Jeff Foxworthy’s 4 Best Comedy Albums of All Time

The Blue Collar Comedy Troupe is undoubtedly a collection of Southern humor’s greatest stars, but no star can be greater than Jeff Foxworthy’s in the group – and that is largely due to the fact that he has thousands of TV and movie appearances made to date, as well as appearances on the silver screen, and above all, his successful performances as a popular stand-up comedian whose records have been commercially, if not critically, acclaimed all over the world.

That’s not to take away from the equally impressive resumes of his partners in the troupe he belongs to, but when you talk about commercial record sales, Foxworthy trumps them all.

And this is precisely why we’ve decided to come up with Foxworthy’s best comedy of all time for your listening and laughing pleasure – prepare to pop these CDs on your hi-fi system, your phone, or your laptop to enjoy every minute of it. Or, if you’re into records and turntables – they’re even available on vinyl. The turntables from Audio-Technica are amongst the best record players overall and for some reason they give you the feeling that Jeff Foxworthy is right there, live, in your home. That’s what vinyl can do. Anyway, I understand that not everyone is a fan of record players – so no matter the device you use for listening, let’s check Jeff’s comedies out.

1. You Might Be a Redneck If… (1993)

Ah yes, the album that started it all. This was after all his bread and butter, and its success can be judged from how many people instantly recognize Jeff Foxworthy’s schtick as that guy who told you that “You might be a redneck if…” – it’s just as iconic as Hulk Hogan’s leg drop, Metallica playing “Enter Sandman” at virtually every concert they play, or George Carlin’s 7 words you can’t say on television. It’s just that resonant. And the first album delivers the goods if you’re into this sort of humor, because it’s loaded with references that will make you laugh for hours on end. The first album is always the best, and this one is no different….for those who have never heard of Foxworthy or would like an introduction to his work, you can’t go wrong by starting from this album.

2. Totally Committed (1998)

Much to the chagrin of nobody, Foxworthy continues rambling on his favorite topical subjects, because it’s been the key to his success – that is, the everflowing well of humor based on “rednecks”. Totally Committed also deals with subjects of institutions such as marriage, the divide between the North an the South after all these years, and having children for the first time. The absolute best part of Jeff Foxworthy is that he never had to curse to sell records, so this is safe listening for your speakers. Fans of his style will absolutely enjoy this – you can trust on Foxworthy to deliver the goods nine times out of ten and in good taste.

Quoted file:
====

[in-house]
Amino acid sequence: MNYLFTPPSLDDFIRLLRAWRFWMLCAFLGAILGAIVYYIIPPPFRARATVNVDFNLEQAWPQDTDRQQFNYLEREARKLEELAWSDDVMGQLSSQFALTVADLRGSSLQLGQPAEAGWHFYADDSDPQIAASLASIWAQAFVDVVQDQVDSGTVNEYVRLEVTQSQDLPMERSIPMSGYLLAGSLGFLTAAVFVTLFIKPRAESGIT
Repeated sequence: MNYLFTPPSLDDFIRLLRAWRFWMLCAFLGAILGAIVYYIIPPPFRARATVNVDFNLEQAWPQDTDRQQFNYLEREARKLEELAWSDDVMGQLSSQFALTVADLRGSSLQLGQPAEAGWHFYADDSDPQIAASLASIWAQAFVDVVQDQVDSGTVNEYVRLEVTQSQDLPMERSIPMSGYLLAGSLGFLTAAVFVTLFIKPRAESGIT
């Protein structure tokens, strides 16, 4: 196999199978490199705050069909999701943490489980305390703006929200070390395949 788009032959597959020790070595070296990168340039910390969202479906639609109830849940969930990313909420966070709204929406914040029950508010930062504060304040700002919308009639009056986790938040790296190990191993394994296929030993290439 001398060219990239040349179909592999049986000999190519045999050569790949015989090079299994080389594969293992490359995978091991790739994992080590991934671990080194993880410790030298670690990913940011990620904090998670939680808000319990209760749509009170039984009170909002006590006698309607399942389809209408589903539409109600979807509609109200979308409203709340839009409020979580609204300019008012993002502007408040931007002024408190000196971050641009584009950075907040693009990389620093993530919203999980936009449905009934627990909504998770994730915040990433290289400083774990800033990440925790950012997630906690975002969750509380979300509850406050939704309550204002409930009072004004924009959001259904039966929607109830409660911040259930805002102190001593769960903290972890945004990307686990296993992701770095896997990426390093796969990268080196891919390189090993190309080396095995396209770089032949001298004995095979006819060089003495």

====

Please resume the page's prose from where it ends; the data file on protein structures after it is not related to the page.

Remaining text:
3. Games Rednecks Play (1995)

This album was Foxworthy’s sophomore offering after the seminal virtuosic masterpiece (nudge nudge, wink wink) “You Might Be a Redneck If…” As far as the humor goes, the subject matter remains mostly the same out of his affectionate take on rednecks he always cracks about – many people say that it’s not as funny as the original debut, but that’s part and parcel for almost every sophomore effort, even in the realm of music. There is a bonus offering on this album as well, called “Party All Night”, featuring Jeff Foxworthy and his humor in song form, complete with the whole redneck regalia and imagery, and ends up as a spoken word track over music. It’s great value for money if you can have it on the cheap, and especially so if you are a Foxworthy fan.

4. Have Your Loved Ones Spayed or Neutered (2004)

Eleven years since his entry into the mainstream spotlight, Foxworthy serves up this offering, and shows a different side of himself as opposed to his first few albums that bordered solely on his favorite topic. Critics would see this humor as a cultural phenomenon that would be forever consigned to the bargain basement of history, despite the fact that he always remained popular as an entertainer throughout his career. Foxworthy throws us a curveball on this album, and it shows Foxworthy in fine form, tackling subjects that are deeper than farting in public and bodily fluids and the differences between northerners and southerners, without totally ditching them, and showing the world a side of Foxworthy never before seen: as a cultural critic in the vein of George Carlin himself. This album proves that Foxworthy is more than just a flash in the pan and a one trick pony as even his critics will grant that he did outdo himself, and that Foxworthy is not a sideshow attraction but rather a true comedian in pursuit of his art, without the edge that he needed on his earlier work. This is a work by a professional comedian who has come full circle and is firmly entrenched as one of contemporary comedy’s leading lights, without losing his persona as an everyman.